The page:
Fight follows flight

karthikkrishnaswamy Posted: Nov 18, 2012 at 0358 hrs
Ahmedabad Something had to give. All morning, whenever the ball came floating out of Pragyan Ojha’s left hand, Kevin Pietersen had looked jittery. The first ball of the day had beaten his outside edge. First ball of Ojha’s next over, Pietersen had run down the track and missed the ball by two feet as it squirted off his pad down the leg side for four leg byes.

In his next over, Pietersen was almost bowled by a length ball that bounced shin-high. And on and on it went, till Ojha’s eighth over of the day.

The third ball of that over was slow and loopy, with a hint of drift into the right-hander, who took a half step forward, unsure of where the ball would land. It dropped shorter than he expected, turned away just enough to beat his groping forward prod, and clattered into middle stump - unusual for a ball beating the outside edge, but Pietersen, for some reason, had taken guard on leg stump.

Having just strutted in, Ian Bell skipped out of his crease, and swung his bat through a graceful arc to clear mid off’s head for a pressure-releasing boundary. That, at any rate, was the intention. But the ball turned away, turned his bat in his hand, and spent a long time in the air before dropping into that very fielder’s hands.

England had survived nearly an hour; now, they were 69 for five.

On Day One, Graeme Swann had taken four wickets with his stock ball. Now, Ojha was doing something similar, needing no fancy variations while he beat batsmen with guile, spinning his deliveries hard and varying their trajectory. The hat-trick eluded Ojha, as Alastair Cook inside-edged the next ball a foot short of leg slip - but he would soon add two more wickets to bag his fourth five-for in Test cricket as England were all out for 191 in their first innings.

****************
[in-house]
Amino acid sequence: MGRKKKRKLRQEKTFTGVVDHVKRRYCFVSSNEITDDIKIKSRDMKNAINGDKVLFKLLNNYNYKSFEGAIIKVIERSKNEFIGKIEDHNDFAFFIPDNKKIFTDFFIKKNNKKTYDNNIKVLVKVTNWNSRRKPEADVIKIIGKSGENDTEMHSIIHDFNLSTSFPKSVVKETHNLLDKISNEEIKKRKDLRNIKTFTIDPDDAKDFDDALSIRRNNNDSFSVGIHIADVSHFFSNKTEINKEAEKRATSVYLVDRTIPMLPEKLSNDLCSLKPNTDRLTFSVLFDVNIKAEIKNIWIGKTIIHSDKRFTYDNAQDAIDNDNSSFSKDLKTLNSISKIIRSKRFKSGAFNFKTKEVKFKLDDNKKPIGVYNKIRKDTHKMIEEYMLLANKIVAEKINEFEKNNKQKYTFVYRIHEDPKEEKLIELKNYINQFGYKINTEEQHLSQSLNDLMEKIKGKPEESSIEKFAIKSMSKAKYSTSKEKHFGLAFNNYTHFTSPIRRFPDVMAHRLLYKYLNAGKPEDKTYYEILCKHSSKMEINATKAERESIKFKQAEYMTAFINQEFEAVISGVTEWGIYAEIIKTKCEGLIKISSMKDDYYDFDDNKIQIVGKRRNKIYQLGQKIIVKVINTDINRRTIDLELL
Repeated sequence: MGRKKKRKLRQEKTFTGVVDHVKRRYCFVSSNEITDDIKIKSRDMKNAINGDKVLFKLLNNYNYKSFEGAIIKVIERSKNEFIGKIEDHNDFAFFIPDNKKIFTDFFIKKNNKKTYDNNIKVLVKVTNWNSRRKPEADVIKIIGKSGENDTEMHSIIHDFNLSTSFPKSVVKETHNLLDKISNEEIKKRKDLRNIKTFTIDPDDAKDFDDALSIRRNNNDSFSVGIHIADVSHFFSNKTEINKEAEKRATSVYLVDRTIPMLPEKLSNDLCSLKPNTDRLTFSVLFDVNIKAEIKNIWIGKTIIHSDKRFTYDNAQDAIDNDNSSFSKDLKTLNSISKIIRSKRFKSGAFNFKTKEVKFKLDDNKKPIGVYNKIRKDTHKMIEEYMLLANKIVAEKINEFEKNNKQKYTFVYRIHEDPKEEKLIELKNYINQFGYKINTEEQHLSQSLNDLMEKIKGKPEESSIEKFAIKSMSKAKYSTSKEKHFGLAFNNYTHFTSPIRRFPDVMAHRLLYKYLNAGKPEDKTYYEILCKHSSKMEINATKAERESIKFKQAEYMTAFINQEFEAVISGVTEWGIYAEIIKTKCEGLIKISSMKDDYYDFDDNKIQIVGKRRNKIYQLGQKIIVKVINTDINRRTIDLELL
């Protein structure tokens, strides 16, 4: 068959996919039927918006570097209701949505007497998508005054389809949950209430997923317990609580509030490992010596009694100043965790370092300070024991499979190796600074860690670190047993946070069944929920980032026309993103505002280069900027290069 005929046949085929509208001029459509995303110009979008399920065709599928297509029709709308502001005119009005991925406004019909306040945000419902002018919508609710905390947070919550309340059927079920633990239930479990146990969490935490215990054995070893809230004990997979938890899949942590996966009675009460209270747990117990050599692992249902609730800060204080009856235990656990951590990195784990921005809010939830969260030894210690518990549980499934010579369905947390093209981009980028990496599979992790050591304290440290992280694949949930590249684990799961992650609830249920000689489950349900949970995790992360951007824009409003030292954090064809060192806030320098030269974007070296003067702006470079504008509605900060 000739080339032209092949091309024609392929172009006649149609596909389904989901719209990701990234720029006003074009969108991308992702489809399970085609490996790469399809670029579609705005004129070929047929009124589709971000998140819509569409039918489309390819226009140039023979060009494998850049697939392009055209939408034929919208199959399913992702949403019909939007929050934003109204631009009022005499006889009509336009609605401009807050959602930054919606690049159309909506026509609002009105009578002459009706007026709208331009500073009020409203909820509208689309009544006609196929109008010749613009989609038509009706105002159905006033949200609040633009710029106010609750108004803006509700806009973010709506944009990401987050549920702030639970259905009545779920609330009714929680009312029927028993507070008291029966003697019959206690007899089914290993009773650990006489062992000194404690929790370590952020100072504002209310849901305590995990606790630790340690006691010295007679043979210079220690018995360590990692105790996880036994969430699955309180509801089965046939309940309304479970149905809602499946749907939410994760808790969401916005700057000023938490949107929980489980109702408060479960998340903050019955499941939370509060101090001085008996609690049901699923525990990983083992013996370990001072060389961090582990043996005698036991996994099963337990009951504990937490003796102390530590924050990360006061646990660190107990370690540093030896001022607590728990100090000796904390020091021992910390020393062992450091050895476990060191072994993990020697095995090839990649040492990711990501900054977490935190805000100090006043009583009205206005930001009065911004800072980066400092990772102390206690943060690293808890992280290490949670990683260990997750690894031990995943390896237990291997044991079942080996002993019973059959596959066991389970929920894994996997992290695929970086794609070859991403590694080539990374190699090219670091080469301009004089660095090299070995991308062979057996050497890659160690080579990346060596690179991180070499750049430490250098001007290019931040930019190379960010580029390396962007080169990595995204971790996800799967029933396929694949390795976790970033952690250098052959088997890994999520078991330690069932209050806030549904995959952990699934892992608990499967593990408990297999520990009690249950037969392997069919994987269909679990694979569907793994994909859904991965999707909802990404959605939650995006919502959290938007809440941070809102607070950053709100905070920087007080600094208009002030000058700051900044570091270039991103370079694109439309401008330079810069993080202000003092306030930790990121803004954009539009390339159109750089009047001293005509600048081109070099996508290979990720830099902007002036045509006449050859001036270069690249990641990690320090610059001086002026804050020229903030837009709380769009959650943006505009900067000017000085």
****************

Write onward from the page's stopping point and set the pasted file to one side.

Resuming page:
It would take a little while coming, as Cook, Samit Patel, Matt Prior and Tim Bresnan all showed that defending the spinners wasn’t exactly impossible. Cook had looked particularly organised before he was caught at slip, Ravichandran Ashwin tempting him into his first ambitious drive with a dipping off break.

Patel, who had played the spinners with a degree of comfort from the back foot, found that approach slightly unsuited to a ball from Umesh Yadav that kept low and struck him on the pads. This over, the 48th, was the paceman’s first.

At 143 for seven, Ojha began a new spell. Bresnan, having just seen Sehwag drop him at first slip off a carrom ball from Ashwin, didn’t have any such luck with Virat Kohli at second slip as Ojha got one to pop off the shoulder of his bat.

From the other end, Zaheer Khan was getting the old ball to bend both ways. In the middle of an over that saw him hit the pads of Prior, Stuart Broad and Swann and see the ball squirt away for six leg byes in all, he trapped the left-handed Broad deep in his crease. Aleem Dar raised his finger to confirm the second LBW of the match - in both cases, the ball seemed to be missing leg stump.

In the next over, Ojha tossed one alluringly at Prior, who, like Pietersen, had taken stance on leg stump. This had served him fairly well while standing next to the line and striking the seamers and Ashwin through the off side. But he found himself getting farther and farther from the ball as he swished at this Ojha twirler, which dipped, turned and crashed into off stump, almost in slow-motion.

When England batted again, their openers had a little more knowledge of what to do, and what not to do, against Ashwin and Ojha. The wicket had slowed down a little. The Indian bowlers, having already been on the field for 74.2 overs, weren’t anywhere near as fresh as they’d been on Friday evening.

But the catchers still swarmed around Cook and Nick Compton, and the scoreboard still said that England needed 330 to avoid innings defeat. In the face of this, they played excellently, with far more awareness of scoring opportunities than in the first innings. These, admittedly, were a little less scarce.

Statement of intent

Compton, who had plodded to a 53-ball 9 in the first innings, made the boldest statement of the evening, reverse sweeping Ashwin for four in his second over. Cook then took over, swinging Ojha with the turn and putting Ashwin away for two boundaries in one over, making him pay for errors in length.

Both spinners, understandably, were less accurate than in the first innings, and Cook took toll of anything marginally full or short or leg-sidish, employing the cut and the sweep particularly well. Sachin Tendulkar, given a go in the 34 th over, sent down two long hops.

Cook put both away to move to from 61 to 69. Cook ended the day unbeaten on 74; Compton on 34. The skipper had shown England that they could still make something of this Test match, and the rest of the tour.